Supporting Moroccan and Arabic-speaking women
By Saeida Rouass,
‘Frank’ had been sleeping rough in Bristol for 32 years. Can you imagine what that was like for Frank, especially given that he also suffers from military post traumatic stress disorder?
"We have moved from supporting people to coaching people." - Graham Russell, Fellow
He is not alone. In Bristol, where I work, we have one of the highest rates of homelessness in the UK. In late 2019, Bristol City Council reported 98 rough sleepers in the National Rough Sleeper Count, the fifth highest number nationally. We also have a high prevalence of mental ill-health compared to the national average, including higher suicide rates and higher self-harm admissions to health services.
House prices in Bristol have risen more than any other city over the past five years. Rent prices are higher than the national average, and 29% of residents live in privately rented accommodation. Statistics also show that 45% of people who receive mental health support are living in insecure accommodation.
Also imagine being Frank living through the Covid-19 pandemic, when essential mental health support services have often shifted to digital delivery and when being asked to ‘isolate’ takes on a whole new irony and a new risk.
The efforts to help people like Frank over those 32 years have come and gone, with some initiatives making positive steps forward. However, these have mostly been dwarfed by both the systemic issues in the housing market and the increasing number of people with more complex mental health needs. Frank stayed living on the streets during all of those initiatives – they did not change his life.
Covid-19 has exposed this and other social inequalities, such as food poverty, highlighting that something needs to be done to address homelessness and reset solutions as lasting societal change. The Government has recently committed £266m to the Next Steps Accommodation Programme, which is a welcome step in addressing the homelessness crisis. That initiative aims to support rough sleepers to move from hotels into more sustainable accommodation, along with providing the support they need to enable their recovery from mental ill health.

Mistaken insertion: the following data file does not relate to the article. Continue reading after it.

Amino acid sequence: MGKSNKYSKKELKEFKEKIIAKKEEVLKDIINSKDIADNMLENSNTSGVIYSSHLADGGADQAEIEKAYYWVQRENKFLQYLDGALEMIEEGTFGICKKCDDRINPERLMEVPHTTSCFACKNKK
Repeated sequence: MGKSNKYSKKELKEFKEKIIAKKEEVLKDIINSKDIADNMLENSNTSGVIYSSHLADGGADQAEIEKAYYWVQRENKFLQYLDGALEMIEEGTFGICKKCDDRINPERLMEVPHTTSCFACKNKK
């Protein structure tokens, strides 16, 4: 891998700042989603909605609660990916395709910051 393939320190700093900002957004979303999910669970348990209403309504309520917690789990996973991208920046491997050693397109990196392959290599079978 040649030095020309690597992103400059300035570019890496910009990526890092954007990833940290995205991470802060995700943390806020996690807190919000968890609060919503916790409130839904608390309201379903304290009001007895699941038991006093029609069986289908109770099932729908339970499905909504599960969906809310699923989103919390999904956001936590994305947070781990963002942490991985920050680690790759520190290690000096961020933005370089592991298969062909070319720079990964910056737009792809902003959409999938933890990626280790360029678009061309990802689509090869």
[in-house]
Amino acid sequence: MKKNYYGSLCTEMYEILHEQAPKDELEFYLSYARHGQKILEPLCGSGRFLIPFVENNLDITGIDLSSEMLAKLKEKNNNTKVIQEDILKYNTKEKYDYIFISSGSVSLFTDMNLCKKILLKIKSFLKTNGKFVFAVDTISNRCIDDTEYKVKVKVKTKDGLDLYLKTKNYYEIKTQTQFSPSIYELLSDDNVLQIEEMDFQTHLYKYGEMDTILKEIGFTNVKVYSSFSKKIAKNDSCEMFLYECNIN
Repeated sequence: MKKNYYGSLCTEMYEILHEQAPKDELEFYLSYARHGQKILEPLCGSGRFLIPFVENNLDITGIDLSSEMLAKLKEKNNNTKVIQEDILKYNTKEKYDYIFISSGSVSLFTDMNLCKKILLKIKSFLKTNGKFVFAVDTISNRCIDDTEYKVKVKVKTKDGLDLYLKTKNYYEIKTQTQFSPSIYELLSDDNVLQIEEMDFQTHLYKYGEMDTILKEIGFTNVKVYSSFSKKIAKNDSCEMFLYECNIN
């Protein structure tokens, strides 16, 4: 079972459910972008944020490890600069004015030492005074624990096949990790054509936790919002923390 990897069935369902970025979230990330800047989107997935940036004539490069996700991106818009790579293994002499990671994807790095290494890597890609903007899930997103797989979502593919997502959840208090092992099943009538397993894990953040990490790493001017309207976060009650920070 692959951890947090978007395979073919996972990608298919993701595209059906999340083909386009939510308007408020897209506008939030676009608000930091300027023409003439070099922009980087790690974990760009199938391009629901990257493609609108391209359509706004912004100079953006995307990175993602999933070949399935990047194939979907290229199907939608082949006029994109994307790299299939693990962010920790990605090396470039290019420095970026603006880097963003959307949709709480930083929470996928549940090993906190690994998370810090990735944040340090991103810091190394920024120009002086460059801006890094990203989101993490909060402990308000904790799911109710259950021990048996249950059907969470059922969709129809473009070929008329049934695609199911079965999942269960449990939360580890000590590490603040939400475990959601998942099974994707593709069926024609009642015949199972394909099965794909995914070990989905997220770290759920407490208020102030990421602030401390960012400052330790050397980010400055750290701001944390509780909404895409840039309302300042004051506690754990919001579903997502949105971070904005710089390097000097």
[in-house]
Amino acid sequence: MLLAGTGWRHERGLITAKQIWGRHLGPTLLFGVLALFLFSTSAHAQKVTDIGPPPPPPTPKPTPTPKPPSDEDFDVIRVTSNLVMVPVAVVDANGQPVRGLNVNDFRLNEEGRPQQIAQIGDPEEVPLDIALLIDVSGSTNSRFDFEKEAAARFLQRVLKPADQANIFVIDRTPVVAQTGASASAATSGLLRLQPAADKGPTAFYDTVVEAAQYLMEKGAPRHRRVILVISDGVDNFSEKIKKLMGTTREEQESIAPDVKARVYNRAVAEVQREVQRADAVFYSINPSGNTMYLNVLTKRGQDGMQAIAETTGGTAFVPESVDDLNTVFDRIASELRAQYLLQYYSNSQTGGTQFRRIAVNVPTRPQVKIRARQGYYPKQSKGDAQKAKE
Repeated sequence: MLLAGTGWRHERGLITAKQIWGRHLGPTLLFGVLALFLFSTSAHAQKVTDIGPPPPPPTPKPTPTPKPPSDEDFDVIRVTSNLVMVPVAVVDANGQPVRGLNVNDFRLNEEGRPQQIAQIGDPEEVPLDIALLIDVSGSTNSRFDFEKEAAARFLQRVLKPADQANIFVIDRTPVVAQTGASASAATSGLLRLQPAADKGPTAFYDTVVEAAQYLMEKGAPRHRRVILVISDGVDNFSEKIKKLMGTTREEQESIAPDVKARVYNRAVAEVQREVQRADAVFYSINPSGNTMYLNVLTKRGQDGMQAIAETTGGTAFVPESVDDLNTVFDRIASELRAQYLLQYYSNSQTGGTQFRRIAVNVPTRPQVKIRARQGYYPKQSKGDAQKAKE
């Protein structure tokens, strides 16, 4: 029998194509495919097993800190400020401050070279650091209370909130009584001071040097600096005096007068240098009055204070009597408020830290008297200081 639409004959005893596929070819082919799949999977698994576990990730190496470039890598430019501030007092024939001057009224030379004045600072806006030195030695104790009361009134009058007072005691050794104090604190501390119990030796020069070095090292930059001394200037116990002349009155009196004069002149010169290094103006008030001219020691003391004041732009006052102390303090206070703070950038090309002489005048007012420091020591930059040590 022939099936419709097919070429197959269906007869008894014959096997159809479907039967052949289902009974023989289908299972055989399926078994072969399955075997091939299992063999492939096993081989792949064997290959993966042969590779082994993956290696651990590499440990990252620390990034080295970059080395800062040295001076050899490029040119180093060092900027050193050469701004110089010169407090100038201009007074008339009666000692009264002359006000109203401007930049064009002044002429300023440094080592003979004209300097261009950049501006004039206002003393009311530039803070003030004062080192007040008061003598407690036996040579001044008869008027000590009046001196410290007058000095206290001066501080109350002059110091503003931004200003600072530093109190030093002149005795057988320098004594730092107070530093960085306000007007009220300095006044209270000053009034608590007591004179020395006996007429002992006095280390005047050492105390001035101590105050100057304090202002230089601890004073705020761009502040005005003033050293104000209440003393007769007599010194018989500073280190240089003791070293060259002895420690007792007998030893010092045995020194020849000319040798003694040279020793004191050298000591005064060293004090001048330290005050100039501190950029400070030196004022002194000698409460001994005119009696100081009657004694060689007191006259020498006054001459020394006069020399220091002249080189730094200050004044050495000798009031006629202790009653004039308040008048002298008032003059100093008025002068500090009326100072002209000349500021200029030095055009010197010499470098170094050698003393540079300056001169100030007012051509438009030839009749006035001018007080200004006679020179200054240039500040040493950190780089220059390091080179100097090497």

In England, 90% of homeless people and rough sleepers (15,000 people) have been sheltered away from the virus in hotels as part of the ‘Everyone in’ effort. In Bristol, around 400 ‘Franks’ have been placed in emergency accommodation, with some 200 placed in five hotels.
In Bristol, organisations have recently come together to create the Change for Good project which will see key organisations work together to shift the homelessness paradigm. The main sponsors are Bristol City Council, the health-based Clinical Commissioning Group and Golden Key, a city-wide partnership. Its ambitions are to secure more than 660 homes, together with personalised recovery plans for the future.
Golden Key is funded by the Big Lottery Fund and led by Second Step, a mental health organisation which I have chaired since 2016. The aim of this partnership is to develop collaborative approaches to tackling deep-rooted and complex societal issues. This includes co-designing services that consider the lived experiences of service users, which are all too often overlooked. People like Frank are encouraged to have a voice and contribute their experience of what works and what doesn’t work in terms of recovery services.
As an organisation, Second Step has a proven track record of changing the system. In addition to work in Bristol, we have fundamentally changed the approach for those at risk of homelessness in Somerset. This includes ensuring people have their own independent, permanent housing, rather than focusing on whether people ‘qualify’ for such housing. We have moved from supporting people to coaching people, with the aim of developing their skills, their independence and their recovery journey. In the past year, 95% of our 234 clients have experienced a positive change in their housing situation and are on their way to recovery. In South Gloucestershire, we are working with GP practices to provide a more integrated offer to clients faced with physical and mental health needs. Our recovery navigators work with people to help connect them to community activities and health professionals in a way that works for them.
My 2013 Fellowship on The Value of Investing in Social Housing set the tone and pace for my work as Chair of Second Step. Back in 2013 I argued for:
What of Frank? Well, in July 2020 Frank passed the one-year anniversary of living in a permanent home provided by Second Step and Golden Key. He has been an excellent tenant and, despite some persistent mental health issues, he has a wider network of friends and support networks. We put housing first for Frank and it has been the foundation for this positive change in his life.
There is no place like home – for all of us.
The views and opinions expressed by any Fellow are those of the Fellow and not of the Churchill Fellowship or its partners, which have no responsibility or liability for any part of them.
By Saeida Rouass,
By Zara Todd,
By Rory Weal,